The Monday after he clinched the Republican endorsement to run for U.S. Senate, Kurt Bills was in the classroom, not on the campaign trail.
The campaign against heavily favored Democratic incumbent Sen. Amy Klobuchar could wait. Media interviews could be slotted in around the end-of-semester business of collecting textbooks and organizing the senior dodgeball tournament between the AP economics and AP chemistry classes.
Bills is building his campaign around the message that he's just a high school economics teacher who wants to bring Econ 101 to Washington. But first he wants to wrap up the economics lessons he's been delivering all year at Rosemount High School.
"Once the summer vacation hits, my family and I are committed to touring around the state," said Bills, who has retrofitted a big blue school bus as his campaign vehicle.
For national political observers, Bills' campaign is beyond a long shot. The first-term state lawmaker was swept to GOP frontrunner status on a wave of support from fellow backers of libertarian icon Ron Paul. But Klobuchar has the highest approval ratings of any politician in the state and $5 million in the bank. Bills' campaign, by contrast, started April with $33,000 cash on hand.
"This is not a race that's on anyone's radar," said Jennifer Duffy of the Cook Political Report, which lists Minnesota firmly in the "solid D" category for the Democratic incumbent. "Nobody sees a lot of vulnerability for Klobuchar [against this] opponent who isn't very well known."
But Bills walked the halls of Rosemount High School with a broad smile on his face Monday morning, stopping to accept hugs and congratulations along the way to his 7 a.m. advanced-placement economics class. He was out-spent by the establishment-favored candidate in the endorsing contest, so he's used to the underdog label.
"If you want to write a diatribe against me, I completely understand and it's probably well deserved," Bills joked with his students as he urged them to fill out an evaluation of the year's lessons in micro and macroeconomics. He also asked them what he could improve on next year -- just in case he's not on his way to Washington.
"Think all way back to the beginning," Bills asked students. "What worked in the course? What was good for you, what was bad for you?"
This being an advanced-placement class, the students agreed that what Mr. Bills' class really needed was more quizzes, and steps to ensure that students who didn't do the required reading couldn't fudge the answers in class.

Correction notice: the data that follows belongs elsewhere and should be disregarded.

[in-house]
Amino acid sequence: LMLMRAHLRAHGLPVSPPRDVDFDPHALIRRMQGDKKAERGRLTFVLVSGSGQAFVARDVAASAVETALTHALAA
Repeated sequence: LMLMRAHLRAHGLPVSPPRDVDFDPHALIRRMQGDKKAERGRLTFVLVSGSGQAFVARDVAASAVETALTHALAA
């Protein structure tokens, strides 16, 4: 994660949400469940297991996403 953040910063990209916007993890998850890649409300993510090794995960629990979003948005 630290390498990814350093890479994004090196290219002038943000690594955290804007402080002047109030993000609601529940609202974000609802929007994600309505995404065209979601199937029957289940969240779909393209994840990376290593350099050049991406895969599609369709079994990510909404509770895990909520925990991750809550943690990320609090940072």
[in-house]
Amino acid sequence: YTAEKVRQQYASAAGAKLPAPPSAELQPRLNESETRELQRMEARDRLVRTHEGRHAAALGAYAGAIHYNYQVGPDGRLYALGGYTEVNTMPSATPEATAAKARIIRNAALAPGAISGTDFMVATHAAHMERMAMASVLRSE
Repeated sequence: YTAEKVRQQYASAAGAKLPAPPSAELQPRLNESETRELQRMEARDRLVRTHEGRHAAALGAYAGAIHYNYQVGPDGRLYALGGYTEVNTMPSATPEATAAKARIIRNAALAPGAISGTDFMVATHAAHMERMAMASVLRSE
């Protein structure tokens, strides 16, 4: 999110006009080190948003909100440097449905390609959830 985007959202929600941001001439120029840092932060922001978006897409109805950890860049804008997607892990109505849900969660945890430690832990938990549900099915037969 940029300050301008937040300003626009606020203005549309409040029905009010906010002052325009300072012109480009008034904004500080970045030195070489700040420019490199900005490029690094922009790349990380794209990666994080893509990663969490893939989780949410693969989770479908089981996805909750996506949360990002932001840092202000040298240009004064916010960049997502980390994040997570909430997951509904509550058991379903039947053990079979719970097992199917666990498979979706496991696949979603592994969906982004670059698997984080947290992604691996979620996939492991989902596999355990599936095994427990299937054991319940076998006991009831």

Their suggestions pleased their teacher. "You've got to hold them accountable, and the only way to hold them accountable is a quiz. That's something we study, moral hazards," Bills said.
Bills' students and former students have turned out to volunteer for his campaign and have tracked his political career with interest as he ran first for local office, then the state Legislature and now the U.S. Senate, all in the space of a few years.
But while Bills sometimes draws on his political experiences to make points about economic principles, senior Alex Luing said his teacher keeps politicking out of the classroom.
"He makes a very clear point to make sure he doesn't bring any personal opinion into the classroom experience," Luing said. "He's energetic. Him being energetic helps us learn the material a lot more than a normal textbook would. He's able to go beyond the textbook and use what he's learned."
Bills once used the Rolling Stones to drive home the important macroeconomic principle to his students that "You Can't Always Get What You Want." He's also been known to put on some tunes from rocker Van Halen and shout the lesson over the guitar solo, or invite students to jump up and do victory laps around the room when they get an answer right, or do the wave back and forth around the classroom, just to keep things interesting.
"He's a really quirky guy," said senior Sara Devitt, who popped her head into the room before class to congratulate Bills on the weekend convention results. "Econ doesn't sound very fun. ... But he's so good at balancing the fun with econ, keeping it upbeat and keeping it very positive.
"He's the best teacher I ever had," she said.
Jennifer Brooks • 651-925-5049